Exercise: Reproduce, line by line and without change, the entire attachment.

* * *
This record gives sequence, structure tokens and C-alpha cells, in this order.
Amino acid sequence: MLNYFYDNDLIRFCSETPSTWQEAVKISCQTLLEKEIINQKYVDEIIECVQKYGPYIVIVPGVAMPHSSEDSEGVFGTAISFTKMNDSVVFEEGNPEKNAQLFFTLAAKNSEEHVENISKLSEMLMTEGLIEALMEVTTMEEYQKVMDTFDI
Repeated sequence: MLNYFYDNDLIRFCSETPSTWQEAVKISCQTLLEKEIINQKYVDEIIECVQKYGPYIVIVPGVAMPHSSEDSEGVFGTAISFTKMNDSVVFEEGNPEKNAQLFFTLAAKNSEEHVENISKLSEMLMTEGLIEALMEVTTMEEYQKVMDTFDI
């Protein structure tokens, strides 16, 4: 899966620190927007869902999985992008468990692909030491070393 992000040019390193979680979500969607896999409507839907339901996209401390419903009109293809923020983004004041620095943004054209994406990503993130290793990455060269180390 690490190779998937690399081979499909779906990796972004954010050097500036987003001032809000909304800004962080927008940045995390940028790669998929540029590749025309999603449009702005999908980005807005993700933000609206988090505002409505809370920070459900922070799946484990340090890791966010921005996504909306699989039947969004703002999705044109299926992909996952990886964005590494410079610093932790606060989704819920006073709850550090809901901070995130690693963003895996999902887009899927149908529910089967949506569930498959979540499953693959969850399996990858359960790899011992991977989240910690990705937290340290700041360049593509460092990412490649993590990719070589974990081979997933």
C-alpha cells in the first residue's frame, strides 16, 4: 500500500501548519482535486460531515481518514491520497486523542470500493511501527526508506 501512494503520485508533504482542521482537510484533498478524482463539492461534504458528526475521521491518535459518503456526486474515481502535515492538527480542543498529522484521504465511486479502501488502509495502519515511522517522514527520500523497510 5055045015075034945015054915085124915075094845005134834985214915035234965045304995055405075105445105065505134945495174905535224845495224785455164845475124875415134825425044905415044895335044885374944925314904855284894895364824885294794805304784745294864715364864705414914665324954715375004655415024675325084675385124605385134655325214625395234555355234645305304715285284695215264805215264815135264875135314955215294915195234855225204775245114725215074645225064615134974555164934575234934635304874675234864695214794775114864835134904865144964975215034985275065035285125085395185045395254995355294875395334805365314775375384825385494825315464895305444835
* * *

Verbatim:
This record gives sequence, structure tokens and C-alpha cells, in this order.
Amino acid sequence: MLNYFYDNDLIRFCSETPSTWQEAVKISCQTLLEKEIINQKYVDEIIECVQKYGPYIVIVPGVAMPHSSEDSEGVFGTAISFTKMNDSVVFEEGNPEKNAQLFFTLAAKNSEEHVENISKLSEMLMTEGLIEALMEVTTMEEYQKVMDTFDI
Repeated sequence: MLNYFYDNDLIRFCSETPSTWQEAVKISCQTLLEKEIINQKYVDEIIECVQKYGPYIVIVPGVAMPHSSEDSEGVFGTAISFTKMNDSVVFEEGNPEKNAQLFFTLAAKNSEEHVENISKLSEMLMTEGLIEALMEVTTMEEYQKVMDTFDI
């Protein structure tokens, strides 16, 4: 899966620190927007869902999985992008468990692909030491070393 992000040019390193979680979500969607896999409507839907339901996209401390419903009109293809923020983004004041620095943004054209994406990503993130290793990455060269180390 690490190779998937690399081979499909779906990796972004954010050097500036987003001032809000909304800004962080927008940045995390940028790669998929540029590749025309999603449009702005999908980005807005993700933000609206988090505002409505809370920070459900922070799946484990340090890791966010921005996504909306699989039947969004703002999705044109299926992909996952990886964005590494410079610093932790606060989704819920006073709850550090809901901070995130690693963003895996999902887009899927149908529910089967949506569930498959979540499953693959969850399996990858359960790899011992991977989240910690990705937290340290700041360049593509460092990412490649993590990719070589974990081979997933």
C-alpha cells in the first residue's frame, strides 16, 4: 500500500501548519482535486460531515481518514491520497486523542470500493511501527526508506 501512494503520485508533504482542521482537510484533498478524482463539492461534504458528526475521521491518535459518503456526486474515481502535515492538527480542543498529522484521504465511486479502501488502509495502519515511522517522514527520500523497510 5055045015075034945015054915085124915075094845005134834985214915035234965045304995055405075105445105065505134945495174905535224845495224785455164845475124875415134825425044905415044895335044885374944925314904855284894895364824885294794805304784745294864715364864705414914665324954715375004655415024675325084675385124605385134655325214625395234555355234645305304715285284695215264805215264815135264875135314955215294915195234855225204775245114725215074645225064615134974555164934575234934635304874675234864695214794775114864835134904865144964975215034985275065035285125085395185045395254995355294875395334805365314775375384825385494825315464895305444835